Sree Oh, Sukyoung K. Yi, Luca Cortese, Jesse Van De Sande, Smriti Mahajan, Hyunjin Jeong, Yun Kyeong Sheen, James T. Allen, Kenji Bekki, Joss Bland-Hawthorn, Jessica V. Bloom, Sarah Brough, Julia J. Bryant, Matthew Colless, Scott M. Croom, L. M.R. Fogarty, Michael Goodwin, Andy Green, Iraklis S. Konstantopoulos, Jon LawrenceR. López-Sánchez, Nuria P.F. Lorente, Anne M. Medling, Matt S. Owers, Samuel Richards, Nicholas Scott, Rob Sharp, Sarah M. Sweet

Research output: Contribution to journalReview articlepeer-review

13 Citations (Scopus)


Galaxy mergers are important events that can determine the fate of a galaxy by changing its morphology, star formation activity and mass growth. Merger systems have commonly been identified from their disturbed morphologies, and we now can employ integral field spectroscopy to detect and analyze the impact of mergers on stellar kinematics as well. We visually classified galaxy morphology using deep images (μr = 28 mag arcsec- 2 ) taken by the Blanco 4 m telescope at the Cerro Tololo Inter-American Observatory. In this paper we investigate 63 bright (Mr >-19.3) spectroscopically selected galaxies in Abell 119, of which 53 are early type and 20 show a disturbed morphology by visual inspection. A misalignment between the major axes in the photometric image and the kinematic map is conspicuous in morphologically disturbed galaxies. Our sample is dominated by early-type galaxies, yet it shows a surprisingly tight TullyFisher relation except for the morphologically disturbed galaxies which show large deviations. Three out of the eight slow rotators in our sample are morphologically disturbed. The morphologically disturbed galaxies are generally more asymmetric, visually as well as kinematically. Our findings suggest that galaxy interactions, including mergers and perhaps fly-bys, play an important role in determining the orientation and magnitude of a galaxys angular momentum.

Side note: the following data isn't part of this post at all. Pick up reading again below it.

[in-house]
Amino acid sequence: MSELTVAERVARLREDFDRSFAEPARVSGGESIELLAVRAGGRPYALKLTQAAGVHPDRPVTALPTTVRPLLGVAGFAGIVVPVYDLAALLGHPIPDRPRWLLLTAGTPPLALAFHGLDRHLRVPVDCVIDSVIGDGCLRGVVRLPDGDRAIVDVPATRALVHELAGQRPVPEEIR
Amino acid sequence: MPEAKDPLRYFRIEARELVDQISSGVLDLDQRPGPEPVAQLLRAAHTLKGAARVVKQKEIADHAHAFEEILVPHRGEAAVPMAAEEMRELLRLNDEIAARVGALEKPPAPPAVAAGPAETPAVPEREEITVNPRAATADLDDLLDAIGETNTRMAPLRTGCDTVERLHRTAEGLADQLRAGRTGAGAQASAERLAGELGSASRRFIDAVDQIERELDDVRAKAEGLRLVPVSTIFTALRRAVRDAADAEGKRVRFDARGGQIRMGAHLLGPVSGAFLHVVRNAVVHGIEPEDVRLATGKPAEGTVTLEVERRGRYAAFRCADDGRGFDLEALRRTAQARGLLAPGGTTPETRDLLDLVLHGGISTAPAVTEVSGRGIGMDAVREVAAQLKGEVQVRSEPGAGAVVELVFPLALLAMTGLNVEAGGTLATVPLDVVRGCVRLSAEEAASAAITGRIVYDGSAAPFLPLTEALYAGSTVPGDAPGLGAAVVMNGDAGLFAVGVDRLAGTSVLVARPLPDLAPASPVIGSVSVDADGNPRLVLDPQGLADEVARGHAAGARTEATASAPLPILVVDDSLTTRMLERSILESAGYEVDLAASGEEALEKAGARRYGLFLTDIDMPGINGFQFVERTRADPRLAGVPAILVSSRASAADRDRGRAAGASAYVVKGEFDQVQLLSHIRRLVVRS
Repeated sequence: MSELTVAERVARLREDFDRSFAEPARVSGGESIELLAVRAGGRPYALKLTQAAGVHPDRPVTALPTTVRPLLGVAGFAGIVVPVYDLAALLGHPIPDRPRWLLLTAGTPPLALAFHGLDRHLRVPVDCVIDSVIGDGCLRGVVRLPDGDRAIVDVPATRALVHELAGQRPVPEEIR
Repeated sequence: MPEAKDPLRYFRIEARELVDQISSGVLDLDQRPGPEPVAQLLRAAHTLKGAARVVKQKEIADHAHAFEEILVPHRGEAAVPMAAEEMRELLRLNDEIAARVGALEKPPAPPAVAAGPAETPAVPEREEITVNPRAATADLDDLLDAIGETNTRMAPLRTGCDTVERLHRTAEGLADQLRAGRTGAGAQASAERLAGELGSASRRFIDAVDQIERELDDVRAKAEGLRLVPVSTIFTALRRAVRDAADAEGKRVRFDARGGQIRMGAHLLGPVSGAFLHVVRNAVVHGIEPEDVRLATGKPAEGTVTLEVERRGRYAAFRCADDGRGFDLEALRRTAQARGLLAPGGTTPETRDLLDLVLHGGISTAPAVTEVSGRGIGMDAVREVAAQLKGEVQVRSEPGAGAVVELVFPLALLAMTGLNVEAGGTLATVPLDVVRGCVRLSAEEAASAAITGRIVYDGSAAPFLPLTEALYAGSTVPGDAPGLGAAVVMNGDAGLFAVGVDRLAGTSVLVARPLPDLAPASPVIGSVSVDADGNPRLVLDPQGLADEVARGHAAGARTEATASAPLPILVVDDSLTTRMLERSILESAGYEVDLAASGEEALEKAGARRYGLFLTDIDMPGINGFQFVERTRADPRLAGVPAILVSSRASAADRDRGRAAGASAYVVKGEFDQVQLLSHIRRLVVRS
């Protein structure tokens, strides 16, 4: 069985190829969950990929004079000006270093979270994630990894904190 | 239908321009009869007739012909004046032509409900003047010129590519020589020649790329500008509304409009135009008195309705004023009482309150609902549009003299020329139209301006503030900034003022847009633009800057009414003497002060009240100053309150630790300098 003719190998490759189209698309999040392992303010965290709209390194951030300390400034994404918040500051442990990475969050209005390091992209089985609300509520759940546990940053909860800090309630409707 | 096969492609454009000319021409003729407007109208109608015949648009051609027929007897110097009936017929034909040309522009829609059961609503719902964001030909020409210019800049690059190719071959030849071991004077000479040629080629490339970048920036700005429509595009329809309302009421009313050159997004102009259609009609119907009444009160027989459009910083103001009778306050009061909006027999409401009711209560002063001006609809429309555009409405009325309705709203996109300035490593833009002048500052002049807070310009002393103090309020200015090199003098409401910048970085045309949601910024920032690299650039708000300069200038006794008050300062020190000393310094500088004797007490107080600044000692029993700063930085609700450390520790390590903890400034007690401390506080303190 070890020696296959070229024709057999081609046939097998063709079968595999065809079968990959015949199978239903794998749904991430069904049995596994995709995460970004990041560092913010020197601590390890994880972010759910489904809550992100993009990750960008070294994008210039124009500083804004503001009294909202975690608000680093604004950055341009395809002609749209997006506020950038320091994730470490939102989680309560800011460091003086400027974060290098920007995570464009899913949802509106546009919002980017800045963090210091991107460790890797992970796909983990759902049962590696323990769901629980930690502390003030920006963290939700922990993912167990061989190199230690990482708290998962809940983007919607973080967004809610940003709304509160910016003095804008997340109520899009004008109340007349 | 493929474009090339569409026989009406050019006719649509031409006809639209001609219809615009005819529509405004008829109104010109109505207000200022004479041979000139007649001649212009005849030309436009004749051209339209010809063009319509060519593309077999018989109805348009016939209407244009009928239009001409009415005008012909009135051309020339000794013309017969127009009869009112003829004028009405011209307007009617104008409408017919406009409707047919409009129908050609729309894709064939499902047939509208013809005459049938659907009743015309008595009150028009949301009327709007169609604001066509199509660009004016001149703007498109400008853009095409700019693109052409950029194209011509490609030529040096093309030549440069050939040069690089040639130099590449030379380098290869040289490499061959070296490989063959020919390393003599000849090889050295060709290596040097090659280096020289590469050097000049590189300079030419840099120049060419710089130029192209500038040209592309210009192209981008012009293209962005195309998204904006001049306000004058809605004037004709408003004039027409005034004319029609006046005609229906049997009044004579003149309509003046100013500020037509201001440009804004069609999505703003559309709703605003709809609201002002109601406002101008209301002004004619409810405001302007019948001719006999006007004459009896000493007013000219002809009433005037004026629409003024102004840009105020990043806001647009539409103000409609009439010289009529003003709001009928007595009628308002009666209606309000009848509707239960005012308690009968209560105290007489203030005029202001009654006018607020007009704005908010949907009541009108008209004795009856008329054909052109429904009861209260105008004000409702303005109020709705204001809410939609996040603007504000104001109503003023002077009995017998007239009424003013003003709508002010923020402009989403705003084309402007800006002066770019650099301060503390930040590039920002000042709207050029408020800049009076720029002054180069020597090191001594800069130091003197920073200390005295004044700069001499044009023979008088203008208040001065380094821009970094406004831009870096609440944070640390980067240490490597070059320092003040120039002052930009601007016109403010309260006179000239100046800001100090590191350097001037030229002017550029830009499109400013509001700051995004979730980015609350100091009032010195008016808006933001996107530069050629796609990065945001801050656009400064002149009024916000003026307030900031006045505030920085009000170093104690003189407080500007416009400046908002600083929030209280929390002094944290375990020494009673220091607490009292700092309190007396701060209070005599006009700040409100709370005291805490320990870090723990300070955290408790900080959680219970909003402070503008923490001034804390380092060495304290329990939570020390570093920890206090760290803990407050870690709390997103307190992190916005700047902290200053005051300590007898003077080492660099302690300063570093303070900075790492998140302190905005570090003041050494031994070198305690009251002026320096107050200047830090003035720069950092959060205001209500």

Original languageEnglish
Article number69
JournalAstrophysical Journal
Issue number1
Publication statusPublished - 2016 Nov 20

All Science Journal Classification (ASJC) codes

  • Astronomy and Astrophysics
  • Space and Planetary Science


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